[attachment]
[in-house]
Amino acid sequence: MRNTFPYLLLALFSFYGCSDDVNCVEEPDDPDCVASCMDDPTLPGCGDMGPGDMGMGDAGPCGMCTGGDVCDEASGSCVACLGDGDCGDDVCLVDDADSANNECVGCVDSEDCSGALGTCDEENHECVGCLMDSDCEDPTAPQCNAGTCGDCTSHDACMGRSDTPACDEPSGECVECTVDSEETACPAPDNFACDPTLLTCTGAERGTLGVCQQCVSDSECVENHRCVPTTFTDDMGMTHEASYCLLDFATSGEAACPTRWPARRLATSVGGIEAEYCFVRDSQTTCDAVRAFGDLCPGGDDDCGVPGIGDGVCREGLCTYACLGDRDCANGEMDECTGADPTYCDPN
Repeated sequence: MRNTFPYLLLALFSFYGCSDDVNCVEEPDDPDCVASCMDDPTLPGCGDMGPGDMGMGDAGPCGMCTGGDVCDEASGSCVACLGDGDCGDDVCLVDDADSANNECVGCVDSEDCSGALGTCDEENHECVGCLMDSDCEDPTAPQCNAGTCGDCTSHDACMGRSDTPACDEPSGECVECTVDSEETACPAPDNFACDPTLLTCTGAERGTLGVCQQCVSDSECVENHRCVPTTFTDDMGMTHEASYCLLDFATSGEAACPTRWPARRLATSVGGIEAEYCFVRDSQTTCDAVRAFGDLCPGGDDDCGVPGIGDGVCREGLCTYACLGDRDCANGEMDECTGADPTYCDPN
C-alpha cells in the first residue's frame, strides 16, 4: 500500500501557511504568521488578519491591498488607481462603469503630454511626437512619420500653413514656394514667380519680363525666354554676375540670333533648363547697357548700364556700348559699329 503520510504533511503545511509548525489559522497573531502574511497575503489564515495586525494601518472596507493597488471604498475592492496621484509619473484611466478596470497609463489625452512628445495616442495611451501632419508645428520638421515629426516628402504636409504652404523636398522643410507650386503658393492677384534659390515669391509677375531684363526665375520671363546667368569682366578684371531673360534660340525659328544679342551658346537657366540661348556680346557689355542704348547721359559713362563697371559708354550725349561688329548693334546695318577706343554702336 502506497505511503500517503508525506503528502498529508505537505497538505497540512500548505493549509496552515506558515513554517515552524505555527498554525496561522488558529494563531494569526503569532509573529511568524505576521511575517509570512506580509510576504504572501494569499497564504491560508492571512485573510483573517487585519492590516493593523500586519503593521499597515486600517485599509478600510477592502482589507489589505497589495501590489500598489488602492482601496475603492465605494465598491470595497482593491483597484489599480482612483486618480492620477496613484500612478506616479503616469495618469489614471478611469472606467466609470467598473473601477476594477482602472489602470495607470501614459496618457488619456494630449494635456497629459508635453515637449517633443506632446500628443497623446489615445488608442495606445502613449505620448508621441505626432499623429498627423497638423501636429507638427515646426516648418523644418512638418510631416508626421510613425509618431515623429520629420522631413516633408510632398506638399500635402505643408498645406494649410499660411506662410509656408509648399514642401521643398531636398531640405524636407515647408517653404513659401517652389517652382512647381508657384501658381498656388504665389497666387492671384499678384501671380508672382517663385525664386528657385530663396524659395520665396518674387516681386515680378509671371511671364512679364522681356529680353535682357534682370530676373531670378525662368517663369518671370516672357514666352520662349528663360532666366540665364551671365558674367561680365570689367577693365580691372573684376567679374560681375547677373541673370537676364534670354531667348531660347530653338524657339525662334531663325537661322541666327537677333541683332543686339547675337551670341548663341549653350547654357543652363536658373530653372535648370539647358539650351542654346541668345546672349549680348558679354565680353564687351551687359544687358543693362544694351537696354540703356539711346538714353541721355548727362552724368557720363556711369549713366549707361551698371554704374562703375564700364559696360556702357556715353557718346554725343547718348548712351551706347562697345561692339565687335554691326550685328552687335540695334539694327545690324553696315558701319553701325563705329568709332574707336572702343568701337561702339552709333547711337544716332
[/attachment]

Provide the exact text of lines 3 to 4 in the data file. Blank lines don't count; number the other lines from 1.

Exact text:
Repeated sequence: MRNTFPYLLLALFSFYGCSDDVNCVEEPDDPDCVASCMDDPTLPGCGDMGPGDMGMGDAGPCGMCTGGDVCDEASGSCVACLGDGDCGDDVCLVDDADSANNECVGCVDSEDCSGALGTCDEENHECVGCLMDSDCEDPTAPQCNAGTCGDCTSHDACMGRSDTPACDEPSGECVECTVDSEETACPAPDNFACDPTLLTCTGAERGTLGVCQQCVSDSECVENHRCVPTTFTDDMGMTHEASYCLLDFATSGEAACPTRWPARRLATSVGGIEAEYCFVRDSQTTCDAVRAFGDLCPGGDDDCGVPGIGDGVCREGLCTYACLGDRDCANGEMDECTGADPTYCDPN
C-alpha cells in the first residue's frame, strides 16, 4: 500500500501557511504568521488578519491591498488607481462603469503630454511626437512619420500653413514656394514667380519680363525666354554676375540670333533648363547697357548700364556700348559699329 503520510504533511503545511509548525489559522497573531502574511497575503489564515495586525494601518472596507493597488471604498475592492496621484509619473484611466478596470497609463489625452512628445495616442495611451501632419508645428520638421515629426516628402504636409504652404523636398522643410507650386503658393492677384534659390515669391509677375531684363526665375520671363546667368569682366578684371531673360534660340525659328544679342551658346537657366540661348556680346557689355542704348547721359559713362563697371559708354550725349561688329548693334546695318577706343554702336 502506497505511503500517503508525506503528502498529508505537505497538505497540512500548505493549509496552515506558515513554517515552524505555527498554525496561522488558529494563531494569526503569532509573529511568524505576521511575517509570512506580509510576504504572501494569499497564504491560508492571512485573510483573517487585519492590516493593523500586519503593521499597515486600517485599509478600510477592502482589507489589505497589495501590489500598489488602492482601496475603492465605494465598491470595497482593491483597484489599480482612483486618480492620477496613484500612478506616479503616469495618469489614471478611469472606467466609470467598473473601477476594477482602472489602470495607470501614459496618457488619456494630449494635456497629459508635453515637449517633443506632446500628443497623446489615445488608442495606445502613449505620448508621441505626432499623429498627423497638423501636429507638427515646426516648418523644418512638418510631416508626421510613425509618431515623429520629420522631413516633408510632398506638399500635402505643408498645406494649410499660411506662410509656408509648399514642401521643398531636398531640405524636407515647408517653404513659401517652389517652382512647381508657384501658381498656388504665389497666387492671384499678384501671380508672382517663385525664386528657385530663396524659395520665396518674387516681386515680378509671371511671364512679364522681356529680353535682357534682370530676373531670378525662368517663369518671370516672357514666352520662349528663360532666366540665364551671365558674367561680365570689367577693365580691372573684376567679374560681375547677373541673370537676364534670354531667348531660347530653338524657339525662334531663325537661322541666327537677333541683332543686339547675337551670341548663341549653350547654357543652363536658373530653372535648370539647358539650351542654346541668345546672349549680348558679354565680353564687351551687359544687358543693362544694351537696354540703356539711346538714353541721355548727362552724368557720363556711369549713366549707361551698371554704374562703375564700364559696360556702357556715353557718346554725343547718348548712351551706347562697345561692339565687335554691326550685328552687335540695334539694327545690324553696315558701319553701325563705329568709332574707336572702343568701337561702339552709333547711337544716332